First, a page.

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Application of the Diamond Model to Loss of Market Share: A Commentary of Correlations
Application of the Diamond Model to Loss of Market Share: A Commentary of Correlations
The perils of an international entrepreneurial effort, of the European wine industry as perceived as a company, negotiates a compelling proposition for business and market share considerations. In reference to the Ketchen and Short (2014) article, the hopefully cogent case study herein, will weave elements of understanding worldwide economic activities as they particularly relate to competing in global markets coupled with an underlying comprehension of Porter’s “Diamond Model.” Ketchen and Short (2014) explicitly lay out examples, alongside explanations, of the four Diamond Model elements: (a) home-country conditions demands, (b) factor conditions of inputs, (c) “related and supporting industries within their home country,” and (d) strategy/structure, and rivalry among domestically competing peers (p. 181). The complexity of the discussion further engages aspects of advantages and disadvantage of competing in international markets, such as made apparent in terms of risks and benefits – as well as a focus on the core drivers of success or failure, such as the “Diamond Model” describes.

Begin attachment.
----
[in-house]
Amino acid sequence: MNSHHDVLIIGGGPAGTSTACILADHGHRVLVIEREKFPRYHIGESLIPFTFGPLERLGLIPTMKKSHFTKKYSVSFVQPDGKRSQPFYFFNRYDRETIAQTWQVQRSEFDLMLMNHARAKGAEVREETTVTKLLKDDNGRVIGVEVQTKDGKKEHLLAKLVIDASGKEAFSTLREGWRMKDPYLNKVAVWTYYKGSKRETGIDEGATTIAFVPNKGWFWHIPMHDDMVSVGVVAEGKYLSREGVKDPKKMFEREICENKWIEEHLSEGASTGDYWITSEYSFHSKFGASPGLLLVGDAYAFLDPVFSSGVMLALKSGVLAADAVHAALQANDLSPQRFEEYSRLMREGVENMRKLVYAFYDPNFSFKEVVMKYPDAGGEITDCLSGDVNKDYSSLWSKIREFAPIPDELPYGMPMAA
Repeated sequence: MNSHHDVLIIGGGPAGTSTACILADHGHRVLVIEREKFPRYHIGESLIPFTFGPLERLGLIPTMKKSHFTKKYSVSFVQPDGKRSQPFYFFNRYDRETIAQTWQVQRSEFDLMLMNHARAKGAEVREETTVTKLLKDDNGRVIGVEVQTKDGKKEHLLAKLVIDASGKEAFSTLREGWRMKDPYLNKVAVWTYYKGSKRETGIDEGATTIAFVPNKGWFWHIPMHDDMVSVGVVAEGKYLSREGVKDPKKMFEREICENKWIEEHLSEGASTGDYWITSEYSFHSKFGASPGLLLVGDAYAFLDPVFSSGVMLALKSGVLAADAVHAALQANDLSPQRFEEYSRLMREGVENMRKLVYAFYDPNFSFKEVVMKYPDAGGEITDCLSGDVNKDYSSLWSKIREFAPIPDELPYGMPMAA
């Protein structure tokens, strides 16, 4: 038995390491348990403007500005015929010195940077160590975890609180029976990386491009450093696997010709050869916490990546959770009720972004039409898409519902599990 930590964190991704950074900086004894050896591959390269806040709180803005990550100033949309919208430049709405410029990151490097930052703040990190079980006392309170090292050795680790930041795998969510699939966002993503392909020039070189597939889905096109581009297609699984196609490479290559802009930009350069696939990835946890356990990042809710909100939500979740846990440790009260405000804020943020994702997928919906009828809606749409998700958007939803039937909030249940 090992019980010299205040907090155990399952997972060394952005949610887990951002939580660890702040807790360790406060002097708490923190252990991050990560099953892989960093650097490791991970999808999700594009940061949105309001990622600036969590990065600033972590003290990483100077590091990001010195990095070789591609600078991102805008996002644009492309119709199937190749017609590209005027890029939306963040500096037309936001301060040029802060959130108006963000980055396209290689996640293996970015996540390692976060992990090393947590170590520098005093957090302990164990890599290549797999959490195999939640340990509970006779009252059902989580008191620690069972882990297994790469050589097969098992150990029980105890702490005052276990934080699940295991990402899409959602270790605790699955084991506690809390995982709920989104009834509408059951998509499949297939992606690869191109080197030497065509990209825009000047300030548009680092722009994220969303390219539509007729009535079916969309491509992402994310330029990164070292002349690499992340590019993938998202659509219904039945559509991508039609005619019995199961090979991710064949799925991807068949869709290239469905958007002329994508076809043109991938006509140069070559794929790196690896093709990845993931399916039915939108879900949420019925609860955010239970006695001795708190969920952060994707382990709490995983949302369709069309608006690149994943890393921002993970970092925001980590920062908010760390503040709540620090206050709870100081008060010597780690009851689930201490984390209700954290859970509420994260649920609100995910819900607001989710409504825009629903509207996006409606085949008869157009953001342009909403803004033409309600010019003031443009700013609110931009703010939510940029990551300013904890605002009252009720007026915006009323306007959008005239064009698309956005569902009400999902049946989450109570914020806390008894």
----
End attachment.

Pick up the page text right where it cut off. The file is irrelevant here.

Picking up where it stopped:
This case study document also involves a reflective analysis connected to the Denton Marks piece, which urges attentive scrutiny to the idea of the wine industry as a purveyor of so-called “cultural goods.” Key mention of the Australian wine industry example highlights how its late-1990s early success of entrance into the global market, with a formulaic standardization of their exported wine products, later faced a shift in trends wherein according to Marks (2011) consumer expectations responded by an acceleration “into a complex landscape of supply and demand modes” (p. 257). What is the astute business and marketing professional to make of these kinds of shifts as relative to the Diamond Model strategy, structure, and rivalry factors? Five basic questions help to ultimately uncover, and unravel, why some firms compete better than others in their valiant strain to enter the competitive schemes of the global marketplace.